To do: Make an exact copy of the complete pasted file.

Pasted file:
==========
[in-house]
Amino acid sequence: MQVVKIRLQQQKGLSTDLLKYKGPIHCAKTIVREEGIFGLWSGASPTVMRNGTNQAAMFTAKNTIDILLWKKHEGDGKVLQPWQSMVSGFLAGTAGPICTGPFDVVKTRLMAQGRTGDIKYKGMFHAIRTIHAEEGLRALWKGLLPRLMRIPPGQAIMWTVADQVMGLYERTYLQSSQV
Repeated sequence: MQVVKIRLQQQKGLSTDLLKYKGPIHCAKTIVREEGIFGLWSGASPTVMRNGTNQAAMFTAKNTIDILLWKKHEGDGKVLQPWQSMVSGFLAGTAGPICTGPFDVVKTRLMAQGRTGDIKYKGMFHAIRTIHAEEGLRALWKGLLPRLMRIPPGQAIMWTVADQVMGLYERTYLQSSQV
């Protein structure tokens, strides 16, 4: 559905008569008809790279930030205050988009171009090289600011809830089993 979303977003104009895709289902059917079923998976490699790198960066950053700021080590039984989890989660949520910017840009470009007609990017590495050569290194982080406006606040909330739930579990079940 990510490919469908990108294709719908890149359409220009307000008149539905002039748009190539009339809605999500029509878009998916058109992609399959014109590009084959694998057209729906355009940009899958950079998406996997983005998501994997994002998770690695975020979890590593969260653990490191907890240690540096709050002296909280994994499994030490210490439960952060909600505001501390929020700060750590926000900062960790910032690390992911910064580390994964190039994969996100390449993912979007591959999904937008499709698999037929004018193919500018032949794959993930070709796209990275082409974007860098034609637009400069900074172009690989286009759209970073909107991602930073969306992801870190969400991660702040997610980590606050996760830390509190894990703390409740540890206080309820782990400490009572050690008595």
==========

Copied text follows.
[in-house]
Amino acid sequence: MQVVKIRLQQQKGLSTDLLKYKGPIHCAKTIVREEGIFGLWSGASPTVMRNGTNQAAMFTAKNTIDILLWKKHEGDGKVLQPWQSMVSGFLAGTAGPICTGPFDVVKTRLMAQGRTGDIKYKGMFHAIRTIHAEEGLRALWKGLLPRLMRIPPGQAIMWTVADQVMGLYERTYLQSSQV
Repeated sequence: MQVVKIRLQQQKGLSTDLLKYKGPIHCAKTIVREEGIFGLWSGASPTVMRNGTNQAAMFTAKNTIDILLWKKHEGDGKVLQPWQSMVSGFLAGTAGPICTGPFDVVKTRLMAQGRTGDIKYKGMFHAIRTIHAEEGLRALWKGLLPRLMRIPPGQAIMWTVADQVMGLYERTYLQSSQV
């Protein structure tokens, strides 16, 4: 559905008569008809790279930030205050988009171009090289600011809830089993 979303977003104009895709289902059917079923998976490699790198960066950053700021080590039984989890989660949520910017840009470009007609990017590495050569290194982080406006606040909330739930579990079940 990510490919469908990108294709719908890149359409220009307000008149539905002039748009190539009339809605999500029509878009998916058109992609399959014109590009084959694998057209729906355009940009899958950079998406996997983005998501994997994002998770690695975020979890590593969260653990490191907890240690540096709050002296909280994994499994030490210490439960952060909600505001501390929020700060750590926000900062960790910032690390992911910064580390994964190039994969996100390449993912979007591959999904937008499709698999037929004018193919500018032949794959993930070709796209990275082409974007860098034609637009400069900074172009690989286009759209970073909107991602930073969306992801870190969400991660702040997610980590606050996760830390509190894990703390409740540890206080309820782990400490009572050690008595």